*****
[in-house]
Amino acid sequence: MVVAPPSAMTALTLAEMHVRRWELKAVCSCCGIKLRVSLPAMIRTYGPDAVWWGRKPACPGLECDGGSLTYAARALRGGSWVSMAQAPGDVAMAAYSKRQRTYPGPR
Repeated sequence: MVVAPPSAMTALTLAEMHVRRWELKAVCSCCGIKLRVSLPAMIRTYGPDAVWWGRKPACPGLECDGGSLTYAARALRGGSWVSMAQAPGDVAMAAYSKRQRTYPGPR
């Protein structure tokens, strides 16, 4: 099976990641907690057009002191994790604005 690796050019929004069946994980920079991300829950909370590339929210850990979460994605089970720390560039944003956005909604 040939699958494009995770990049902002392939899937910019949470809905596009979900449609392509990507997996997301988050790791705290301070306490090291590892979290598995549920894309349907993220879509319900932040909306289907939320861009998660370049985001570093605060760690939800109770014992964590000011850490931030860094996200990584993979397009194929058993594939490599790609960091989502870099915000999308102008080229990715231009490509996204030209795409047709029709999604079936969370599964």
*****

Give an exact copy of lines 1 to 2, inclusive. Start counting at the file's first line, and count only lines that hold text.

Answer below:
[in-house]
Amino acid sequence: MVVAPPSAMTALTLAEMHVRRWELKAVCSCCGIKLRVSLPAMIRTYGPDAVWWGRKPACPGLECDGGSLTYAARALRGGSWVSMAQAPGDVAMAAYSKRQRTYPGPR